Kingston's latest flash drive features USB-C connectivity and record-breaking speeds
"Kingston has announced that its new high performance USB-C flash drive the DataTraveler Max is now available," reports Anthony Spadafora in techradar.pro
"The DataTraveler Max (DT Max) is one of the fastest USB drives on the market with read speeds of up to 1000 Mbps and write speeds of up to 900 Mbps.
According to Kingston, the company designed the DT Max with portability and convenience in mind. However, the flash drive also features a unique ridged casing that protects its USB-C connector when its not in use and is easily moved in a single motion..."
Over the past 9 decades, the storage industry has brought to market numerous ground-breaking technologies and architectures, many of which are still in use today, years after they first appeared on the market
Every day, vendors announce new products that seemingly offer something different from the myriad of competing solutions already available; but are these simple updates to existing technologies, with a few tweaks and additions? Or are they truly original? At a time when so much has already been developed, can storage vendors still be innovative?
To find out, let's go back to the very start of the storage industry as we know it. It was nearly a century ago, in 1928, that Austrian scientist Fritz Pfleumer patented the first magnetic tape. Since then, tape has played a significant role in the storage of data. Veniamin Simonov, director of product management, Nakivo, Inc., agrees: 'There have been numerous breakthroughs in the storage industry since the times of magnetic tape which, over the years, has helped to revolutionise how data is stored. Since then, we've seen the move to disk storage, which has included floppy disks, HDD drives, optical disk drives, and so on.'
Five years ago, Western Digital, known for its hard disk drive (HDD) storage technologies, doled out $19 billion in cash and stock for SanDisk and its solid state drive (SDD) product portfolio, giving it deep expertise in the non-volatile flash memory space at a time when enterprises were looking for expanded storage options in the wake of the rise of the cloud and the edge
Jeffrey Burt writes in
The Next Platform
"At the time the deal was announced in 2015 - the acquisition closed a year later - then-CEO of Western Digital Steve Milligan boasted that the 'combined company will be ideally positioned to capture the growth opportunities created by the rapidly evolving storage industry.' The company also noted that with SanDisk in the fold, the combination of the two will enable Western Digital to 'vertically integrate into NAND, securing long-term access to solid state technology at lower cost.'
The deal gave Western Digital a much broader portfolio of technologies and expanded reach beyond HDDs. Earlier this month, the company announced that in the most recent quarter, revenue jumped 15 percent year-over-year, to $4.9 billion..."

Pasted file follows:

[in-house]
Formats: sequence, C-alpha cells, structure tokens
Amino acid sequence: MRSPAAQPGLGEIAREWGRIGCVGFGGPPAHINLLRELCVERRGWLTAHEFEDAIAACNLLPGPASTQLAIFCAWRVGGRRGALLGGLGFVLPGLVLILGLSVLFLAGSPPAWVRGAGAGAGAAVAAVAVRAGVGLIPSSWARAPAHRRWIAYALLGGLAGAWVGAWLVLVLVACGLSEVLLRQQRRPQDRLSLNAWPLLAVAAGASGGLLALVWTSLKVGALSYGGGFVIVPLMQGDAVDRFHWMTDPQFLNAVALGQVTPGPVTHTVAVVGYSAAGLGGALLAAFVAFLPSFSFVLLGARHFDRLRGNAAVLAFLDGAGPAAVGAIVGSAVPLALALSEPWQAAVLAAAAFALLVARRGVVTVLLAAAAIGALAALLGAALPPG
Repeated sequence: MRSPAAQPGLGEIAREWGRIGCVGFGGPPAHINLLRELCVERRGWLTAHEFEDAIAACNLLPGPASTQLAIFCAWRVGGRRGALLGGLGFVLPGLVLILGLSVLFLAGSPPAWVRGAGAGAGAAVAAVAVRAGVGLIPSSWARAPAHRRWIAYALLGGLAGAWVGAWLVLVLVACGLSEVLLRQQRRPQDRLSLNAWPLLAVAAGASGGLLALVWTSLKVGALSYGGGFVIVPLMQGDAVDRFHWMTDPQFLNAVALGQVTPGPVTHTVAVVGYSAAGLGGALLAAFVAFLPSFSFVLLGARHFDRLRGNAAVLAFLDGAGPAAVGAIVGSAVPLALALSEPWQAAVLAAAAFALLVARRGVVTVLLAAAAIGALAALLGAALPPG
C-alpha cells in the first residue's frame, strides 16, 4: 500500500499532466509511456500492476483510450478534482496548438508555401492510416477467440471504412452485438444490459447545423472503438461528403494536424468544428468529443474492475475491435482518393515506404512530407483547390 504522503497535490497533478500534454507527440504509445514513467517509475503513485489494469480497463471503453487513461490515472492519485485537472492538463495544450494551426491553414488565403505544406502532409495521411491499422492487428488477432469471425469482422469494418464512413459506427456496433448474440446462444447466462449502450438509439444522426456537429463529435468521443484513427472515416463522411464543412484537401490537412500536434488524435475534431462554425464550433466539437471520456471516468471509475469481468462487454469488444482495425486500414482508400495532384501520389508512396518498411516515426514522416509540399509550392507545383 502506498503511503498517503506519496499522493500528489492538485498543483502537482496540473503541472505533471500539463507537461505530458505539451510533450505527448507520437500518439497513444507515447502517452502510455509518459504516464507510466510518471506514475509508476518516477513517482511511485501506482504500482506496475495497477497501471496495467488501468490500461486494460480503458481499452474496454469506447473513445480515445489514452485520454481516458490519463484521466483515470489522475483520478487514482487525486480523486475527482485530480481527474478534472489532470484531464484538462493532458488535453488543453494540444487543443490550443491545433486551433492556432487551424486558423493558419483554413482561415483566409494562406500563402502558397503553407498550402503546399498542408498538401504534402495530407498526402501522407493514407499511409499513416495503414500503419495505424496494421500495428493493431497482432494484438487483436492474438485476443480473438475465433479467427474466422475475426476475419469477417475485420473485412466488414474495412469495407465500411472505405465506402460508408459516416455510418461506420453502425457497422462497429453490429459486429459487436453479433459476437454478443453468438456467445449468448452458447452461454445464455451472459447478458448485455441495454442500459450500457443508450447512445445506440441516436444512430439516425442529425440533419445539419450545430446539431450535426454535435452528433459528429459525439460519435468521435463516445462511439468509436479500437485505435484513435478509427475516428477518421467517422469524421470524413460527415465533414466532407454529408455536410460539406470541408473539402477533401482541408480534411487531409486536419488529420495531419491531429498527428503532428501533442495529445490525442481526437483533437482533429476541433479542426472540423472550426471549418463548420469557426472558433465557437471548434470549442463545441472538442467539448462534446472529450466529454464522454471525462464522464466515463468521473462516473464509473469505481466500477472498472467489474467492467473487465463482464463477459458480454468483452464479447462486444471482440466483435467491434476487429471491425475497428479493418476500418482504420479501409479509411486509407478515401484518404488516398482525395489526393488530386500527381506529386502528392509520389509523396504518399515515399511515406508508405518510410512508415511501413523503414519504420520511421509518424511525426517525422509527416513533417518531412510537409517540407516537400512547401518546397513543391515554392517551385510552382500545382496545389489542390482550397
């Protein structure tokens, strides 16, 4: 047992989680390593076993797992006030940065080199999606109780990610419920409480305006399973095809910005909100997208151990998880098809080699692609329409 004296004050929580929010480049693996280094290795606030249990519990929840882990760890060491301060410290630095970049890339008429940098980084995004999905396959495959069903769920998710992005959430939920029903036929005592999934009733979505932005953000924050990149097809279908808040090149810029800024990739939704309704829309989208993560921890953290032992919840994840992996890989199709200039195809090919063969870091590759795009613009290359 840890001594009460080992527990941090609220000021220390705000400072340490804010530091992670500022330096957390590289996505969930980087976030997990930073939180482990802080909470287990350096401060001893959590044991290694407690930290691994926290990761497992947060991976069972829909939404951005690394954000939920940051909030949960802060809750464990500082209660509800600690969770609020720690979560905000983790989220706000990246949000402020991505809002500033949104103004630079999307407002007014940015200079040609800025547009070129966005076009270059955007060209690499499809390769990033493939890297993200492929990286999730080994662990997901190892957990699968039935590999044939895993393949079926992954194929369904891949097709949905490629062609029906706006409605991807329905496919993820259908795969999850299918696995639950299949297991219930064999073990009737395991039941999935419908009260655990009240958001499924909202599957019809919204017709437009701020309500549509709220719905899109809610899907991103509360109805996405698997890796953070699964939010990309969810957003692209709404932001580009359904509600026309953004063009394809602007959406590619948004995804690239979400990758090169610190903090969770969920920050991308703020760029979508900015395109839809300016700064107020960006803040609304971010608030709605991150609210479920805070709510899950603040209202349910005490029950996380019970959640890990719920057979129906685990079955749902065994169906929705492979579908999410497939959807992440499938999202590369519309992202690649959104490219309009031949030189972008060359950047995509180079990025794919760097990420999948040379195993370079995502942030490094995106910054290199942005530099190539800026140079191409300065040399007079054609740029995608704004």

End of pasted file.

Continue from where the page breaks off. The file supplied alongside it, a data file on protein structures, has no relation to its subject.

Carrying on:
An effective deployment and oversight strategy is essential to get the most out of your virtual storage. Find out what software, hardware and tools can ensure it all runs smoothly
"Despite the benefits of virtualized storage," writes Robert Sheldon in
"there's not a clear way to deploy or manage the technology; this is in part because organizations have different requirements, and offerings vary significantly in capabilities, technology requirements and use cases.
Storage virtualization can help simplify management and improve resource use. It also streamlines advanced feature application across the storage pool and extend the life of older storage systems.
When admins deploy and manage virtual storage, they must account for four main considerations..."
Digital transformation initiatives and new workloads are driving all-flash object storage adoption in business, according to a report from IT research firm ESG
Daniel Robinson writes in Blocks & File
"Key findings of the report - The Digital Era Is Fueling Adoption of All-flash Object Storage - are that all-flash object storage is still in its early adoption phase, but ESG expects it to become pervasive. While 95 per cent of organisations are using flash storage systems, only 23 per cent of those use all-flash object storage. At the same time, 87 per cent of those not currently using it intend to evaluate the technology over the next year..."
We look at important questions to ask providers of consumption-based storage procurement services, such as base costs and burst, usage measurement and upgrade paths
"Enterprises have long had to balance capital and operational expenditure (capex/opex) when it comes to their IT budgets. Storage is no exception," writes Stephen Pritchard
"Over the past decade, the volume of data being stored has risen sharply - and continues to do so. Researchers at Statista predict an average annual growth rate of 42% between 2020 and 2022.
But predicting exactly how much storage any one business needs remains difficult. Businesses risk over-provisioning, and so leaving valuable capital equipment underused, or investing too little in storage capacity, making it harder to roll out new applications. This has fuelled the rise of as-a-service and consumption models of storage procurement..."
See all Archived IT News - Storage articles
See all articles from this issue